After participating in the Global UGRAD-Pakistan program, Usama used his newfound leadership and project management skills to develop a range of water filtration products to help save lives.
IREX, the organisation responsible for managing the GLOBAL UGRAD Exchange Program, a program supported and initiated by the U.S Department of State, features the story of Usama Tanveer, that how his semester exchange experience played a pivotal role in the development of technology and products which then went on to have an impact on thousands of life by providing them with an access to clean and affordable drinking water.
How a young entrepreneur is saving lives in Pakistan
Before coming to the United States through the Global Undergraduate Exchange Program in Pakistan (Global UGRAD-Pakistan), Usama volunteered with Afghan refugees in a UN Refugee Agency camp where he witnessed people suffering from waterborne diseases. After participating in the program, Usama used his newfound leadership and project management skills to develop a range of water filtration products to help save lives.
“When I found out that seven children had died in the camp because of waterborne diseases, I was struck by the loss,” says Usama. “If the children are not healthy, then how can they go to school or seek education?”
Usama knew that a simple water filtration device could stop the spread of diseases and give refugee children, and others without access to clean water, a future.
Collaborating with American students to make a global impact
In Pakistan, 62% of urban populations and 84% of rural populations do not treat their water, resulting in 100 million cases of diarrhea disease and up to 250,000 child deaths each year. Usama decided to take action. Inspired by the ground-breaking LifeStraw, a portable water filtration device in the shape of a drinking straw, Usama began to work on a more cost-effective version for refugees and those living in rural communities. The “PakStraw” was born.
In Pakistan, 62% of urban populations and 84% of rural populations do not treat their water.
For the next two years, Usama worked on a PakStraw prototype but struggled to find the technology he needed to make it cost-effective. Then, as a participant in the Global UGRAD-Pakistan program at Florida State University(FSU), Usama took a chemical engineering class and learned how hollow fiber membrane technology (HFMT) is used in US sanitation systems. Water passes through hundreds of tightly packed hollow tubes or “membranes” filled with microscopic pores, which filter out microbial cells and remove impurities, making the water potable.
“We learned how HFMT can save millions of lives around the world by providing cost-effective and simple water purification solutions,” says Usama.
Usama collaborated with three American classmates and found a way to successfully incorporate HFMT into his PakStraw prototype.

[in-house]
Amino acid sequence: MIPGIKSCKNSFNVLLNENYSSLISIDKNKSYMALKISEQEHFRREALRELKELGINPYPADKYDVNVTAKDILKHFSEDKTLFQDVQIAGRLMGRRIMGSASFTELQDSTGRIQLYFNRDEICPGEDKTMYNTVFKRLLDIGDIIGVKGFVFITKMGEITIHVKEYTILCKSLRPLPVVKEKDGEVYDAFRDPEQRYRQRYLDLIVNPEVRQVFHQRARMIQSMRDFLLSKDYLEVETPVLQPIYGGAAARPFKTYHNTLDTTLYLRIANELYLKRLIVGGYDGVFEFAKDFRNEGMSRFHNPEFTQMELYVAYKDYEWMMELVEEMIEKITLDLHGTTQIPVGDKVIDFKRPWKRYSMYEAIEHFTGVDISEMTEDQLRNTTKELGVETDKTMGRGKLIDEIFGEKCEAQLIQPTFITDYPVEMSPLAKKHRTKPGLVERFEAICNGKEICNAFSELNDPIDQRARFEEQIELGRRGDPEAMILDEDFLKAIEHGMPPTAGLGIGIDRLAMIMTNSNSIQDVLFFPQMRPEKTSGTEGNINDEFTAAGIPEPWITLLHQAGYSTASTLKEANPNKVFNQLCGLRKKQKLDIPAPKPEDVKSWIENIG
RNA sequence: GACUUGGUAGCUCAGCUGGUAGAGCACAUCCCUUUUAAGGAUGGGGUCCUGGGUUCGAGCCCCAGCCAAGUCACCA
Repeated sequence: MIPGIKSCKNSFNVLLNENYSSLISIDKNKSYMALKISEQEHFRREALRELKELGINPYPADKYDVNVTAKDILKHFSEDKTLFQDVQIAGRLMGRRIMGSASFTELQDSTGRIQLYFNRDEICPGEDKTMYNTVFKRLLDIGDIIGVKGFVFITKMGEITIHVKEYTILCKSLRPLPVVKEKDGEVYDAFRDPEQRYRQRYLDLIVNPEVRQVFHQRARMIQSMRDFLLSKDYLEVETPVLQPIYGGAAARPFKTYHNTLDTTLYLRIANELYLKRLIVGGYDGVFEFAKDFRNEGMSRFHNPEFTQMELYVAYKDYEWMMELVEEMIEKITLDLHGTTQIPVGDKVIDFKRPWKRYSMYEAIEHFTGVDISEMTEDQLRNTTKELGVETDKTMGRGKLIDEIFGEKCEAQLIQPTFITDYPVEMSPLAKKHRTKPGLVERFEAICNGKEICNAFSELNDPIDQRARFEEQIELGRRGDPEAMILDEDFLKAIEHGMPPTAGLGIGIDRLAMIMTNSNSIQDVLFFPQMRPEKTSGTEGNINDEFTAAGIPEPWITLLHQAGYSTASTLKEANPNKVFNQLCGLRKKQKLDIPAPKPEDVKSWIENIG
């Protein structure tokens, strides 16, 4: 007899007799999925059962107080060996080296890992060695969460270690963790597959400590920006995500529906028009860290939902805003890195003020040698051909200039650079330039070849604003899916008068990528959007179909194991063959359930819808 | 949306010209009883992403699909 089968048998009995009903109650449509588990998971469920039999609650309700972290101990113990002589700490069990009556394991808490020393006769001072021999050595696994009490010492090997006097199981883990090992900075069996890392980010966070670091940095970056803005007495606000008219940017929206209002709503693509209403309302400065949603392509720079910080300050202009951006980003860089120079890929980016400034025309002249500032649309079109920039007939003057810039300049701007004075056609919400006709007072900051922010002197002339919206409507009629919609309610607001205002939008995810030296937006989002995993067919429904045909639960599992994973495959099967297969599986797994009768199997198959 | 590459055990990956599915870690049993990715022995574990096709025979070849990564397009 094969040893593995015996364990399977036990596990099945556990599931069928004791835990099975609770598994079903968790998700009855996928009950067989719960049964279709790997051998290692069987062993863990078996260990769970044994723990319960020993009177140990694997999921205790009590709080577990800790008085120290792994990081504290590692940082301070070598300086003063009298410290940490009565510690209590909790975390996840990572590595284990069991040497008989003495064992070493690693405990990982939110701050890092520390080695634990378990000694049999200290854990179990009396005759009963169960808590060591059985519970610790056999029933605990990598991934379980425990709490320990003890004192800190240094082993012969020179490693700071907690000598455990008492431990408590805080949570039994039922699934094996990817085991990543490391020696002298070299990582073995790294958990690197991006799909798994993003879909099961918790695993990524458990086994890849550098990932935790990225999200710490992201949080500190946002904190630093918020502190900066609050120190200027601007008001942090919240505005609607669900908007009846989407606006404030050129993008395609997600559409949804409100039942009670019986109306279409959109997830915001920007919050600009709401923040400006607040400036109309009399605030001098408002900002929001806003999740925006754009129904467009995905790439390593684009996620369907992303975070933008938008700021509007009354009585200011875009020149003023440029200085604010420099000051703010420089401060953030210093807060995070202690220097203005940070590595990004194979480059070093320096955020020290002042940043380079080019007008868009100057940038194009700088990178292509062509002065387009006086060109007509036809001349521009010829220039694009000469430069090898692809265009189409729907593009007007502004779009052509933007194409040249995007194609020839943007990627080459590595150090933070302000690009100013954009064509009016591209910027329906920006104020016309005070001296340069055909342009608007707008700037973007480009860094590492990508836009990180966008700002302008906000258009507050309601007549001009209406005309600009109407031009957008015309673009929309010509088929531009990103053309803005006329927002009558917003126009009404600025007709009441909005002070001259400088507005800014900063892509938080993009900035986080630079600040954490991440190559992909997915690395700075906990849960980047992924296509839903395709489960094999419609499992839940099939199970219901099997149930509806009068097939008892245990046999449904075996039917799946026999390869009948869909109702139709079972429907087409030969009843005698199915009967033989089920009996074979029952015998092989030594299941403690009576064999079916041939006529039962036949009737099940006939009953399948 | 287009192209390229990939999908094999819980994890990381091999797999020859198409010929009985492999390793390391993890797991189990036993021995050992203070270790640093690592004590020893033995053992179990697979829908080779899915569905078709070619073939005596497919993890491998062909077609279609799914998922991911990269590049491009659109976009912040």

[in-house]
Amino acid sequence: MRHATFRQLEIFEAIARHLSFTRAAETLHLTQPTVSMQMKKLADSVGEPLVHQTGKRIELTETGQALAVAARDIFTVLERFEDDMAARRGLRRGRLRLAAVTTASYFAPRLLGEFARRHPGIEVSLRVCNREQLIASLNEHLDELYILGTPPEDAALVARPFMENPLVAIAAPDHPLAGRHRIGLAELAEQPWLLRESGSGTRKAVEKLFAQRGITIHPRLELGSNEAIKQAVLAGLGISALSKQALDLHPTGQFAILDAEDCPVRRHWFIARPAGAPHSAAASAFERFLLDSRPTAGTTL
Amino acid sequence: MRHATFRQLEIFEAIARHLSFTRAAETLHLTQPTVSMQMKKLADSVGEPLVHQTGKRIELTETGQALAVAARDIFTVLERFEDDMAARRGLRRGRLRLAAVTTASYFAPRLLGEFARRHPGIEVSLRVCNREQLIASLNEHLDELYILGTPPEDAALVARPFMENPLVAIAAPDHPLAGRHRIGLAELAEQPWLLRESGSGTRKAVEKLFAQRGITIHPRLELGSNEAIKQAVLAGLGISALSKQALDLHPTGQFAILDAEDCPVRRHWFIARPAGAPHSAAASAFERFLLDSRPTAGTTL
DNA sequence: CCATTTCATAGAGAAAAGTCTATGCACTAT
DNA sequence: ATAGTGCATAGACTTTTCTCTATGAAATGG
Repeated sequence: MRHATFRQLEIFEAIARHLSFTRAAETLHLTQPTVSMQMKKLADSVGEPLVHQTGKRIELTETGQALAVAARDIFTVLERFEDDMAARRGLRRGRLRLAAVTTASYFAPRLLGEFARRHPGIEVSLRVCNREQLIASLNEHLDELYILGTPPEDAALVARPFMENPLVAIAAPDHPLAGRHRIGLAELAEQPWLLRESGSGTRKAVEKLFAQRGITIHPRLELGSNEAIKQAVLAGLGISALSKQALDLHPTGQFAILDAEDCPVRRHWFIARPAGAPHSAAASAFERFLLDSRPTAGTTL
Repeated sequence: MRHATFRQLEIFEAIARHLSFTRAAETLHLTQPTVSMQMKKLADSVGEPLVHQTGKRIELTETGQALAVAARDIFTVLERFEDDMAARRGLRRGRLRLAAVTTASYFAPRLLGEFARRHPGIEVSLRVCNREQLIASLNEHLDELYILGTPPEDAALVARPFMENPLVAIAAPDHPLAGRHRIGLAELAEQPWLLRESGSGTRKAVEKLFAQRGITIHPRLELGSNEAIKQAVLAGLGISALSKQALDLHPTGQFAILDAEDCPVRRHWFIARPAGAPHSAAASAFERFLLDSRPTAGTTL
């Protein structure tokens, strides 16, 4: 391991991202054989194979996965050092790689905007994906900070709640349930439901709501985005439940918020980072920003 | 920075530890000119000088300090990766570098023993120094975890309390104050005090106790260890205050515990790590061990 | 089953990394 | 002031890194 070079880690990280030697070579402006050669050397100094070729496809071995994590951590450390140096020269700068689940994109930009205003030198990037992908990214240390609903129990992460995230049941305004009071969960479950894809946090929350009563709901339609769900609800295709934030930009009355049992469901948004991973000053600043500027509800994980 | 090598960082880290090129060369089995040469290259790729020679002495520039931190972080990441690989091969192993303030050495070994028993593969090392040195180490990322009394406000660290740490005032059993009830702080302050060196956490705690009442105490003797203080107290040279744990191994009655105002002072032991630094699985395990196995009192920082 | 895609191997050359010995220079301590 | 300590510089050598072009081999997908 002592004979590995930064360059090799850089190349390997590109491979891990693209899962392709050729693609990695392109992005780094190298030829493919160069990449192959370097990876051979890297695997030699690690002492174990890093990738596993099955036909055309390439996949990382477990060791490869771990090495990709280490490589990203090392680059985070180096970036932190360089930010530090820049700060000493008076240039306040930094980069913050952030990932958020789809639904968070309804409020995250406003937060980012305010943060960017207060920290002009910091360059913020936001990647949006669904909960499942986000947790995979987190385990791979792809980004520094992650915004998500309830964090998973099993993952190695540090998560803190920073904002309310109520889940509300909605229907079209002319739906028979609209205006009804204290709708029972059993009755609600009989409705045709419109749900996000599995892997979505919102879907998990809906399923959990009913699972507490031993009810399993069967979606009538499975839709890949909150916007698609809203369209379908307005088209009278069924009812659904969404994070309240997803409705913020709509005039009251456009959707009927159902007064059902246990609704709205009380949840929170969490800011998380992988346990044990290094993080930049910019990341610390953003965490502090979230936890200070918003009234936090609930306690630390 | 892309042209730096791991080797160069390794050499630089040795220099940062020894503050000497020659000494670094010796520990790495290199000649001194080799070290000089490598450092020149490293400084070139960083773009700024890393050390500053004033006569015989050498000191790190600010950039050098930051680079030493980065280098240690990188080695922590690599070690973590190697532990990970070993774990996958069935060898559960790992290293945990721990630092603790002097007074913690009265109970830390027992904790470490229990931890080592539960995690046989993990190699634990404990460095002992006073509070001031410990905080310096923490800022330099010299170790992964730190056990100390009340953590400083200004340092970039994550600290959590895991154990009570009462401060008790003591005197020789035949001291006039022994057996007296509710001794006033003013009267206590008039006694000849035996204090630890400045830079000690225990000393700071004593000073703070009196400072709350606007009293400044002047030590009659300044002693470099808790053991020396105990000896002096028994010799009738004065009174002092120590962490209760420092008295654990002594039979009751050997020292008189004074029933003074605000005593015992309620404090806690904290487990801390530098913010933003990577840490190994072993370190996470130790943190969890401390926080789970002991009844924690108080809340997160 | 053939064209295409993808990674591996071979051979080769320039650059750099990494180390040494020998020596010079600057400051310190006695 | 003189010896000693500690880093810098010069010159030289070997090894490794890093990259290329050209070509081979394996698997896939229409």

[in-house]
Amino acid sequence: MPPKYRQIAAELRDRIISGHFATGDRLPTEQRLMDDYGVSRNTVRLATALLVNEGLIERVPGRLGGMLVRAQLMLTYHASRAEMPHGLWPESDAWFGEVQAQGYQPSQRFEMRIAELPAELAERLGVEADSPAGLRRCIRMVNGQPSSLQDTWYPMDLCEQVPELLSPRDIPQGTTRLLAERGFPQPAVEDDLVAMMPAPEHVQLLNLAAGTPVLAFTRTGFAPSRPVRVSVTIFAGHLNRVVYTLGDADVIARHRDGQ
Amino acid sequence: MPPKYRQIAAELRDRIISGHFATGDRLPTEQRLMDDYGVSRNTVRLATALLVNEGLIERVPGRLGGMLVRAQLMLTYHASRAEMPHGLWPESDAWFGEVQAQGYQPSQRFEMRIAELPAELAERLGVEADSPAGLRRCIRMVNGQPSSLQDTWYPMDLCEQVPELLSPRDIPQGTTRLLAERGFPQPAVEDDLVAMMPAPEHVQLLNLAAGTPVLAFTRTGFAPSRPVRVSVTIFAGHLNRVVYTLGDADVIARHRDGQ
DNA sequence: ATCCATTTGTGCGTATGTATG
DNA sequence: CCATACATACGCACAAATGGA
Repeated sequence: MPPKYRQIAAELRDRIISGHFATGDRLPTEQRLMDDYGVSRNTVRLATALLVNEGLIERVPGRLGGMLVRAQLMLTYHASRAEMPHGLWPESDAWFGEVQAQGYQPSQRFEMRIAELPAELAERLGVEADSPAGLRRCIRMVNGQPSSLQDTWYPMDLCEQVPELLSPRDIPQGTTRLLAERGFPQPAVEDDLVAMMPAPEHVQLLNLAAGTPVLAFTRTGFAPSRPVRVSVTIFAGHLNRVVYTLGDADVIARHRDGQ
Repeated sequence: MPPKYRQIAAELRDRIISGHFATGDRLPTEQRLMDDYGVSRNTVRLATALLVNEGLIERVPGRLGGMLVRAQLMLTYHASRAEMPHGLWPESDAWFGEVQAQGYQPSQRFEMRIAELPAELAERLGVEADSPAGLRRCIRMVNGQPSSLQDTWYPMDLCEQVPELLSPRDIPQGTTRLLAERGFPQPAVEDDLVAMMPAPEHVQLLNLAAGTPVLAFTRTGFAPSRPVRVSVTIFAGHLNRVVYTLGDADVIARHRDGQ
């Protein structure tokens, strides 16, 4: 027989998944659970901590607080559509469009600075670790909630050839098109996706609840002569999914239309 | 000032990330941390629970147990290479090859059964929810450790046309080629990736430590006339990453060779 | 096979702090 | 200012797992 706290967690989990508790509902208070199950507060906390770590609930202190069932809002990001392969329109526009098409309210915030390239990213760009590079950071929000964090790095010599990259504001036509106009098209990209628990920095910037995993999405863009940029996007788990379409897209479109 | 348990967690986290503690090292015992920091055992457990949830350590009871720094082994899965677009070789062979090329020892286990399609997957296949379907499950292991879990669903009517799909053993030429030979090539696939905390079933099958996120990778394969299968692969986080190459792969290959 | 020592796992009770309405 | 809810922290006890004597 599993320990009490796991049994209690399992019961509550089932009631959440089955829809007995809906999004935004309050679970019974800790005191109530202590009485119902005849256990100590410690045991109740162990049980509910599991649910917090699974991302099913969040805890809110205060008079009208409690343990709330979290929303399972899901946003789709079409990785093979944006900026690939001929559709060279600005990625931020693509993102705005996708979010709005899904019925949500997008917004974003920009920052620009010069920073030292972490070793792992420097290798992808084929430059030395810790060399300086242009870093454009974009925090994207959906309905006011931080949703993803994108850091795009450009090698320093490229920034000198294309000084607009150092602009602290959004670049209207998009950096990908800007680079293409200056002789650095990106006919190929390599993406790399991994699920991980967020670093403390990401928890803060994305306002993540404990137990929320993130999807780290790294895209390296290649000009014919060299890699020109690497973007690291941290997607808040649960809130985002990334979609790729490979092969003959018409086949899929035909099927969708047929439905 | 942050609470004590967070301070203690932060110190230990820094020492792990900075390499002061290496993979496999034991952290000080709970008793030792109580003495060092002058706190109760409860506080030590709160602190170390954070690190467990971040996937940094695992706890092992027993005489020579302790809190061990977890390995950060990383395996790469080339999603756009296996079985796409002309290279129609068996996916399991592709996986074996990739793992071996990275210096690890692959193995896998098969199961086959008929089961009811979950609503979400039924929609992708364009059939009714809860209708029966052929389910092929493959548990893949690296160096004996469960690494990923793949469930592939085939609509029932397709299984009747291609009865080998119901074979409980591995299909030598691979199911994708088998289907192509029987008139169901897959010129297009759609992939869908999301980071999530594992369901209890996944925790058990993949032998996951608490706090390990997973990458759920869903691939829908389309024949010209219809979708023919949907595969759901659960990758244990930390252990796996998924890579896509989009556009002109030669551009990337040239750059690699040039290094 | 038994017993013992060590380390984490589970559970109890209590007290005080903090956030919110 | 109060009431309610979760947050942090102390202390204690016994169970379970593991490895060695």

“My Global UGRAD-Pakistan experience is where it all started,” says Usama about his final design for PakStraw. “This program is exceptional in the way it has provided me with an opportunity to connect with and learn leadership skills from some of the world’s best mentors in the business.”
Developing sustainable solutions to support underprivileged communities
Following his experience in the Global UGRAD-Pakistan program, Usama’s new project management skills earned him a slot to compete in the annual Social Innovation Challenge hosted by the Fred J. Hansen Summer Institute on Leadership & International Cooperation. He led a team of participants from Brazil, Bulgaria, and Georgia to create a business model for a startup called PakVitae, which would develop a range of water filtration products, including PakStraw.
My Global UGRAD-Pakistan experience is where it all started… Now I am more determined and feel more responsible for giving back to my community, and to work for social entrepreneurship for the welfare of my society.Usama, a Global UGRAD–Pakistan alumnus
Usama and his team won the Challenge and received $4,500 to pilot their startup in Pakistan. “PakVitae is a social enterprise which will provide off-the-grid, cost-effective water purification solutions for underprivileged communities,” says Usama.
In March 2018, the team traveled to Dubai and pitched PakVitae in a regional competition for the prestigious Hult Prize, which awards seed funding to a team of young social entrepreneurs that designs the most competitive and sustainable idea for a startup that solves one of the world’s most critical social challenges. This year, PakVitae won the regional Hult Prize for Pakistan.
In summer 2018, Usama and his team will head to the United Kingdom to participate in the Hult Prize Startup Accelerator along with 50 other global teams. The program will prepare them for the Hult Prize Final in September 2018 and a shot at a $1 million prize. They are the first team to represent Pakistan in the finals of the competition.
If PakVitae is successful in Pakistan, the team plans to move into the Brazilian market to meet a growing need for clean water in underserved areas of Brazil, along with other regions in the world. “We would like PakVitae to go global,” says Usama.
“Now I am more determined and feel more responsible for giving back to my community, and to work for social entrepreneurship for the welfare of my society,” says Usama.
The Global Undergraduate Exchange Program in Pakistan is sponsored by the U.S. Department of State with funding provided by the U.S. Government and administered by IREX.